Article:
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Kay Brown Barrett: The First Victim of "Scarlett Fever"

Laurence Olivier and Kay Brown BarrettI recently processed the papers of talent scout and agent Kay Brown Barrett, known professionally as Kay Brown, or Katherine Brown. In her capacity as a scout for Selznick International Pictures, she was instrumental in some of the studio's biggest coups. She put Selznick onto the Daphne du Maurier novel, Rebecca, which would be Alfred Hitchcock's first 

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Three Songs From Barefoot Boy With Cheek

Photo by The Graphic House (Theater Photo Collection B)A guest post by Ben West of UnsungMusicalsCo.

When I was approached about recording Barefoot Boy With Cheek, I jumped at the opportunity. Based on the best-selling novel by Tony Award nominee Max Shulman, the zany 1947 romp has quickly become one of my favorite musicals. Sidney Lippman and Sylvia Dee's score is top-drawer Broadway brass and Mr. Shulman's book is both endlessly witty and brilliantly constructed. Yet, the original George Abbott production never received a cast album. Barefoot Boy is truly an unsung musical. As 

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Time Machine: Beauty and the Interval Between

Motion pictures are really a form of compressing time. A shutter opens and closes capturing still images. We are complicit in this magical deceit extrapolating what happened in the interval between. This brief hand colored black and white Edison film in which Annabelle Whitford Moore dances a la trilby or barefoot is my favorite moving image in the library's collection; it is both mechanical and handmade. In this simple embellishment of a magical invention the changing colors hover amorphously over their intended areas 

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A Disturbed Genius Seen Through the Eyes of an Intimate Friend: William Inge and Barbara Baxley

Barbara BaxleyThough not as well remembered today as Tennessee Williams and Arthur Miller, William Inge was the most successful and acclaimed playwright in America in the 1950s. During that decade, Inge produced an unbroken string of successful plays: Come Back Little Sheba (1950), the Pulitzer Prize winner Picnic 

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The Ken Dewey Collection

All images were used with permission from the Dewey estate.

Dewey's notes for Museum Piece on a map of the Moderna Museet.Picture this: it is April 1963, and you are in Stockholm at the Moderna Museet. Currently on display is the American Pop Art Show. You walk into the museum and are instructed to sit in one of the galleries in a section of chairs arranged to mimic the seats of a subway car. Other people are in chair arrangements that resemble boats, a helicopter, and a tank. Over the next two hours the following events take place: a woman holds forth a conversation with a 

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Stephen Porter (1925-2013)

Photo: Martha SwopeA death notice for the theater director Stephen Porter appears in today's New York Times. Porter, who died on June 11 at the age of 87, won two Drama Desk Awards (for They Knew What They Wanted and Man and Superman) and was twice nominated for the Tony (for The School for Wives and Chemin de Fer).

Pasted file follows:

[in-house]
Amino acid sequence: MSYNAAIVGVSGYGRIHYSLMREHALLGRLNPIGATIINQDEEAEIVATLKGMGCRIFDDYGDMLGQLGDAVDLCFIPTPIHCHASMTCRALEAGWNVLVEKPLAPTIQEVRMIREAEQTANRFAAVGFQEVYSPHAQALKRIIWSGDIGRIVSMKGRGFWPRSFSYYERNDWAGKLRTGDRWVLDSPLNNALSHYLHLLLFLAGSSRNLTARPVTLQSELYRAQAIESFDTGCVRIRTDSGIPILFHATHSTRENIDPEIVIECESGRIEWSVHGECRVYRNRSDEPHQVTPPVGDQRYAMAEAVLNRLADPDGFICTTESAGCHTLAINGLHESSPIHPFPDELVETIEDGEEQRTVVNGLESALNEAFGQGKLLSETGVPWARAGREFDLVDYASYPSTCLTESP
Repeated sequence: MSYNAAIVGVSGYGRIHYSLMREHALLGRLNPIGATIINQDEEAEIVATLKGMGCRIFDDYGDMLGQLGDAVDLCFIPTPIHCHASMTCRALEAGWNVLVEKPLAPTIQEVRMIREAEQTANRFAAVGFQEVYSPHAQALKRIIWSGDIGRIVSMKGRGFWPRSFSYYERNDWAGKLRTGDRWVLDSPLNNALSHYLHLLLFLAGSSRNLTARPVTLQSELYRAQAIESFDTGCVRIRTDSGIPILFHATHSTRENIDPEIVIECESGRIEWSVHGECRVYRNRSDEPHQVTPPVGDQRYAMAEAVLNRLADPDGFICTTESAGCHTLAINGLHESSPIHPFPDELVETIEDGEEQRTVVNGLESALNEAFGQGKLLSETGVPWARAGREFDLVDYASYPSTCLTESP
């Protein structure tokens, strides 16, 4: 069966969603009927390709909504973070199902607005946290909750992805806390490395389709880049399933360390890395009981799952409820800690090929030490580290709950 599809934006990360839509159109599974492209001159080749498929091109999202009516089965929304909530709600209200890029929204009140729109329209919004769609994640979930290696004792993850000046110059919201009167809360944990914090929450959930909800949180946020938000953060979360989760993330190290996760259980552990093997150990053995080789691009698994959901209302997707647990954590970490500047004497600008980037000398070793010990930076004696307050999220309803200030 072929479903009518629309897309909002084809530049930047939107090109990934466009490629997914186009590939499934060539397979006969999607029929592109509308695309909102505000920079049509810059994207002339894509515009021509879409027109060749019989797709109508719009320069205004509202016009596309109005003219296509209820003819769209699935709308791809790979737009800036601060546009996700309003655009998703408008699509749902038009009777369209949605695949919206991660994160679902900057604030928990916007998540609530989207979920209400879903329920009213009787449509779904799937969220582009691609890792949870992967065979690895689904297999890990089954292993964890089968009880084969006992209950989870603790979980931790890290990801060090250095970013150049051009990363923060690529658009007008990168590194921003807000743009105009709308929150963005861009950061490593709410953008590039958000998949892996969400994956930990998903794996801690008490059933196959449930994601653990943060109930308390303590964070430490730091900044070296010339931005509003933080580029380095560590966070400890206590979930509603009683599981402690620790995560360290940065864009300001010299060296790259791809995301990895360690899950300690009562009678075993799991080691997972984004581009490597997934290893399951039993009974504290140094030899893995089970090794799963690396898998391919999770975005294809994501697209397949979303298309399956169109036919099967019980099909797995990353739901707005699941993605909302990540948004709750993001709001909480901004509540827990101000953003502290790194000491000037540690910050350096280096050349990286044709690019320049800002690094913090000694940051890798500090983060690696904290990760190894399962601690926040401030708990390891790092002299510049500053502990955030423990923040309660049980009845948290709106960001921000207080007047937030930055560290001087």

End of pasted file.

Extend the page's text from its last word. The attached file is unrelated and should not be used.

Porter was associated for many years with the APA Phoenix and New Phoenix repertory companies, where he directed actors like Rachel 

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Baryshnikov, Translated

With opening titles in French, closing credits in Russian, and post-production commentary in Japanese, cataloging Mikhail Baryshnikov's audiovisual collection presents an exciting linguistic challenge. Decoding the names—and, sometimes, nuanced conversations—associated with a production is a particularly engaging puzzle. Who, for example, is that enthusiastic commentator in a Tokyo television broadcast? Could his identity and critique of a performance be useful information for our researchers? What about the cryptic videotape label, handwritten in Cyrillic script? Is this a 

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Secrets Revealed: Media from the Mikhail Baryshnikov Archive

I'm Tara D. Kelley, the Audiovisual Specialist for the Mikhail Baryshnikov Archive, and I've been keeping secrets from you.

Over the past few months, I've been surreptitiously selecting media for preservation, viewing streaming video files, and producing records for the New York Public Library's catalog. In February, I began submitting these selections for review, preparing for the day when the wonders of Mr. Baryshnikov's collection would be revealed to you.

Well, the secret is finally out! You can now watch streaming files of the first sixteen Baryshnikov 

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View the Jerome Robbins Dance Division 2012 Annual Report

When people talk to me at dance events, they often ask a series of questions. How is the Dance Division doing? Does the Dance Division still accept materials? How does the Library store them? Preserve them? What about digitizing the videos? These can take a long time to answer, but there is one place I can point to with much of this information. That is the Jerome Robbins Dance Division's Annual Report for Fiscal Year 2012 (PDF), which is now 

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The Adagio Dancers, the Ballroom Dancers and Richard Stuart

Today, the word adagio is rarely used to describe ballroom dancing. If you told someone that you were going adagio dancing, most likely, this would draw a blank stare. Substitute the words adagio dancing with ballroom dancing, the recognition factor would increase tenfold.

The widely accepted definition of adagio is acrobatic balance with counterbalance. It is